What whiskey do cowboys drink?

Answered by Willie Powers

In the Old West, cowboys were known to indulge in their fair share of whiskey. However, it’s important to note that the term “whiskey” was quite broad and encompassed a variety of spirits. The specific type of whiskey that cowboys drank varied depending on availability and personal preference.

One popular type of whiskey that cowboys likely enjoyed was bourbon. Bourbon is a type of American whiskey that is primarily made from corn. It is known for its rich, sweet flavor profile and smooth finish. While bourbon as we know it today may not have been widely available in the Old West, a similar style of whiskey would have been enjoyed by cowboys.

Another type of whiskey that cowboys may have consumed is rye whiskey. Rye whiskey is made primarily from rye grain and has a spicier, drier taste compared to bourbon. Rye was a popular choice among early American settlers and would have likely been available to cowboys in the Old West.

Additionally, moonshine or homemade whiskey could have been consumed by cowboys. Moonshine refers to illegally produced whiskey, typically made in small batches and often of varying quality. In the wild and lawless landscape of the Old West, it is likely that cowboys encountered their fair share of moonshine and homemade spirits.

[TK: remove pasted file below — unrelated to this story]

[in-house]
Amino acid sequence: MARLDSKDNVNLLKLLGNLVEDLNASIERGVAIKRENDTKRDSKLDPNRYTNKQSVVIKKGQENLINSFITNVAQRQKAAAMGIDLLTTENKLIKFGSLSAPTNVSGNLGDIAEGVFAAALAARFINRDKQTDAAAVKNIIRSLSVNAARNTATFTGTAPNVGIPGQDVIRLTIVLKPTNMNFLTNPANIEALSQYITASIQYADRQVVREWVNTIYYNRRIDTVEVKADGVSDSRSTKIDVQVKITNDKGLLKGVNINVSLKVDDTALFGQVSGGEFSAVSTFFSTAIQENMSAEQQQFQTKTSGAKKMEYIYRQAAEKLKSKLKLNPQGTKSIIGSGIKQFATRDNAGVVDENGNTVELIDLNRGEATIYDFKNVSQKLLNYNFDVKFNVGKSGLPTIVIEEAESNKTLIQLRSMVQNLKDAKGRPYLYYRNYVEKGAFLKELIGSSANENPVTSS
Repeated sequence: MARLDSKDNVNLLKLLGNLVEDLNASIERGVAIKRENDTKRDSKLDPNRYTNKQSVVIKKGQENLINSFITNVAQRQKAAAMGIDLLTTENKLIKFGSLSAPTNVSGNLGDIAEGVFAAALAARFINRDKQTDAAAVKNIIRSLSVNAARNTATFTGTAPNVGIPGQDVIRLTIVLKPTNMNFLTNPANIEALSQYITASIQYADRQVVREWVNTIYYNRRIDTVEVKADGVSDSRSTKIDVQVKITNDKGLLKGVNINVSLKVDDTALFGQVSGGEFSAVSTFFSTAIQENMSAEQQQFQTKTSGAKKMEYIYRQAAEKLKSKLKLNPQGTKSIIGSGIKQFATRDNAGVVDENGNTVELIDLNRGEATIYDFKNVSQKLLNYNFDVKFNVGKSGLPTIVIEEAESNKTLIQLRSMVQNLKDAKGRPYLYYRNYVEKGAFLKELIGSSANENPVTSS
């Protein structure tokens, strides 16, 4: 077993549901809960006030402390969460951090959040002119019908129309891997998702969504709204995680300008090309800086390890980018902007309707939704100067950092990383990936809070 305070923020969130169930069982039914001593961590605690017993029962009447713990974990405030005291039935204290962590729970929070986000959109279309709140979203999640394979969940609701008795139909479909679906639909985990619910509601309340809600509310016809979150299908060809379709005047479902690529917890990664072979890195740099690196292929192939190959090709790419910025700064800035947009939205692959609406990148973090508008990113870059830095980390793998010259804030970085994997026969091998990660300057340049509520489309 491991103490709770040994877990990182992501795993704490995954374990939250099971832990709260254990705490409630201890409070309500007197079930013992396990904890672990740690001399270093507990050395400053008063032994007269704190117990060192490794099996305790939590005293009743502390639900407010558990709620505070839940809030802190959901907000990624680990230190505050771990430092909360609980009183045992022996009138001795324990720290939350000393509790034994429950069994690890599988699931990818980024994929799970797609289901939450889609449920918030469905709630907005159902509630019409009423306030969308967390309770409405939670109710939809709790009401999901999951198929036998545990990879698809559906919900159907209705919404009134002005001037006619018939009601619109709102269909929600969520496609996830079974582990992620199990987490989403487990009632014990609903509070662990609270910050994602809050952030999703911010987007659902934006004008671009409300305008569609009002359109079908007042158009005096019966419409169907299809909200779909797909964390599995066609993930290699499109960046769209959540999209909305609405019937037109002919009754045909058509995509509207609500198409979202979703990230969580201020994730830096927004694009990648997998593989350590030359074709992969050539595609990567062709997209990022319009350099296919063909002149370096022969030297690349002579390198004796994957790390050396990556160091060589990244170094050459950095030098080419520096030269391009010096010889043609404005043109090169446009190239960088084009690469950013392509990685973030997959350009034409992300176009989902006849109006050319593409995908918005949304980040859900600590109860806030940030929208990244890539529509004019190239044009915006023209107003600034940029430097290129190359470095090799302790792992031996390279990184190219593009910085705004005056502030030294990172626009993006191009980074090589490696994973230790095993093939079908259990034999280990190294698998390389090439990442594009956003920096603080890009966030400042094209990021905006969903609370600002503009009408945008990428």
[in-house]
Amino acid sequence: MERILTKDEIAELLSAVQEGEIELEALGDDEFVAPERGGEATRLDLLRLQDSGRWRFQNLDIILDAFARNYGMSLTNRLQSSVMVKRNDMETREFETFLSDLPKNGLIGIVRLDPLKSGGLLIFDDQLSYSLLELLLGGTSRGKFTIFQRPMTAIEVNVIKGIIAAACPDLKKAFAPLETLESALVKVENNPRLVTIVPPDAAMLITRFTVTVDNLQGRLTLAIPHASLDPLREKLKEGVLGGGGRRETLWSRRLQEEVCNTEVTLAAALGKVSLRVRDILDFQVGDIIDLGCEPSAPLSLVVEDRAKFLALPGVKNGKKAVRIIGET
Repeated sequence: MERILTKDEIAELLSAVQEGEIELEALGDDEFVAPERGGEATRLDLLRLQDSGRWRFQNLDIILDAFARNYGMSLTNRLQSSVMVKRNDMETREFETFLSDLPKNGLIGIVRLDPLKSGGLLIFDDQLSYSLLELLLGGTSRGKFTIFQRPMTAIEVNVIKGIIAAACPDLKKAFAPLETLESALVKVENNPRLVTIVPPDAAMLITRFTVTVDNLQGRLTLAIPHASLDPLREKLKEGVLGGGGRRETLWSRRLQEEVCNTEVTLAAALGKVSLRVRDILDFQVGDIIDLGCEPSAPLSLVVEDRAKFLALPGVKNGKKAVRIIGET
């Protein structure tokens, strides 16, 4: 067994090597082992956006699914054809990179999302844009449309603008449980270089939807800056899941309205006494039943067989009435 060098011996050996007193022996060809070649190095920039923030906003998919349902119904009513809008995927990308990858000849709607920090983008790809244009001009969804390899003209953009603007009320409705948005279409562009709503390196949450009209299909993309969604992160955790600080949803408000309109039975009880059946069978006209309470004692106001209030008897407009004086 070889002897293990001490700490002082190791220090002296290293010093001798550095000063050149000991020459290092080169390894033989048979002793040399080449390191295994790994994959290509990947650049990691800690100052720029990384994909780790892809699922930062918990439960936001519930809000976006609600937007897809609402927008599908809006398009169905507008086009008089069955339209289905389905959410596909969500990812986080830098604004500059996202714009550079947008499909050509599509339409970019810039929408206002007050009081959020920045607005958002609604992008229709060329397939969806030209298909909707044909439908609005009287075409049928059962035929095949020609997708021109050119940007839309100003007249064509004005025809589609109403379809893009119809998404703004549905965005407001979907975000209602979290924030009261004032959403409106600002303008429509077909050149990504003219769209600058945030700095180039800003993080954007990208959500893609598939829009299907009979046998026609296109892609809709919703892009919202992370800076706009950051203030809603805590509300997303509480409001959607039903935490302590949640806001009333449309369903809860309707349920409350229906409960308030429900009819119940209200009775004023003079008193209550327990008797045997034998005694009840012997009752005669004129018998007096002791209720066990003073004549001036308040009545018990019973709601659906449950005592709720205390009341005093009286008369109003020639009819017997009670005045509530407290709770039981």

It’s important to remember that the quality and availability of whiskey in the Old West may have varied greatly. Some cowboys may have had access to well-aged, top-shelf whiskey, while others may have been limited to whatever cheap and rough spirits they could find. The harsh conditions of the frontier likely meant that cowboys had to make do with whatever they could get their hands on.

While the specific brand or type of whiskey that cowboys drank in the Old West may not be known, it is safe to assume that they enjoyed a variety of spirits, including bourbon, rye whiskey, and potentially homemade moonshine. The whiskey of the Old West was likely a rough and rugged spirit, much like the cowboys themselves.